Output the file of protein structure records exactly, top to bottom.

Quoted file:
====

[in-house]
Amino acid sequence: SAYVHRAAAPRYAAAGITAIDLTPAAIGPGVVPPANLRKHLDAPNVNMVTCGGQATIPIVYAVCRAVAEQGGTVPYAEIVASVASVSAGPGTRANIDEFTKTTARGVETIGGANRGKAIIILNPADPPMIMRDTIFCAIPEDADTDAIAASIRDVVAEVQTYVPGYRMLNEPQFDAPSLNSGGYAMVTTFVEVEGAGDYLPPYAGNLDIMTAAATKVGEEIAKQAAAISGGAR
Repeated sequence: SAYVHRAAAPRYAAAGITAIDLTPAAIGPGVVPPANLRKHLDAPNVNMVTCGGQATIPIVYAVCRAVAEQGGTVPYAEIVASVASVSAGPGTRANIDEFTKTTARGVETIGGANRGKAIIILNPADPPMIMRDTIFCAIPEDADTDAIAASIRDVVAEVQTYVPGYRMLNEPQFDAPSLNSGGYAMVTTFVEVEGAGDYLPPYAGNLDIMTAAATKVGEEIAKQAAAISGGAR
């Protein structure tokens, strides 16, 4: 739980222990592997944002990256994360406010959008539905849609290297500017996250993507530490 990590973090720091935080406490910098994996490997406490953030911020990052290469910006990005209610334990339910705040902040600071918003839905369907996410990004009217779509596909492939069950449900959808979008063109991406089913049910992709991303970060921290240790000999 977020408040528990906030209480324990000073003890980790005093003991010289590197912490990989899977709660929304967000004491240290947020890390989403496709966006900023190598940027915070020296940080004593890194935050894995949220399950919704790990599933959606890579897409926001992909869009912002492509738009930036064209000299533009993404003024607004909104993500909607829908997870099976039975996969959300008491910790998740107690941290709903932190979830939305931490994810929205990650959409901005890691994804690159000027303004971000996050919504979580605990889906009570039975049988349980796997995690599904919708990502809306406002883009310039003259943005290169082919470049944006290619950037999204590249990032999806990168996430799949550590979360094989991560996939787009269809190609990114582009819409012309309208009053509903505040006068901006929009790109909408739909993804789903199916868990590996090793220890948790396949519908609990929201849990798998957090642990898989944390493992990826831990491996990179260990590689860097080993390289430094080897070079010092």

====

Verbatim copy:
[in-house]
Amino acid sequence: SAYVHRAAAPRYAAAGITAIDLTPAAIGPGVVPPANLRKHLDAPNVNMVTCGGQATIPIVYAVCRAVAEQGGTVPYAEIVASVASVSAGPGTRANIDEFTKTTARGVETIGGANRGKAIIILNPADPPMIMRDTIFCAIPEDADTDAIAASIRDVVAEVQTYVPGYRMLNEPQFDAPSLNSGGYAMVTTFVEVEGAGDYLPPYAGNLDIMTAAATKVGEEIAKQAAAISGGAR
Repeated sequence: SAYVHRAAAPRYAAAGITAIDLTPAAIGPGVVPPANLRKHLDAPNVNMVTCGGQATIPIVYAVCRAVAEQGGTVPYAEIVASVASVSAGPGTRANIDEFTKTTARGVETIGGANRGKAIIILNPADPPMIMRDTIFCAIPEDADTDAIAASIRDVVAEVQTYVPGYRMLNEPQFDAPSLNSGGYAMVTTFVEVEGAGDYLPPYAGNLDIMTAAATKVGEEIAKQAAAISGGAR
């Protein structure tokens, strides 16, 4: 739980222990592997944002990256994360406010959008539905849609290297500017996250993507530490 990590973090720091935080406490910098994996490997406490953030911020990052290469910006990005209610334990339910705040902040600071918003839905369907996410990004009217779509596909492939069950449900959808979008063109991406089913049910992709991303970060921290240790000999 977020408040528990906030209480324990000073003890980790005093003991010289590197912490990989899977709660929304967000004491240290947020890390989403496709966006900023190598940027915070020296940080004593890194935050894995949220399950919704790990599933959606890579897409926001992909869009912002492509738009930036064209000299533009993404003024607004909104993500909607829908997870099976039975996969959300008491910790998740107690941290709903932190979830939305931490994810929205990650959409901005890691994804690159000027303004971000996050919504979580605990889906009570039975049988349980796997995690599904919708990502809306406002883009310039003259943005290169082919470049944006290619950037999204590249990032999806990168996430799949550590979360094989991560996939787009269809190609990114582009819409012309309208009053509903505040006068901006929009790109909408739909993804789903199916868990590996090793220890948790396949519908609990929201849990798998957090642990898989944390493992990826831990491996990179260990590689860097080993390289430094080897070079010092």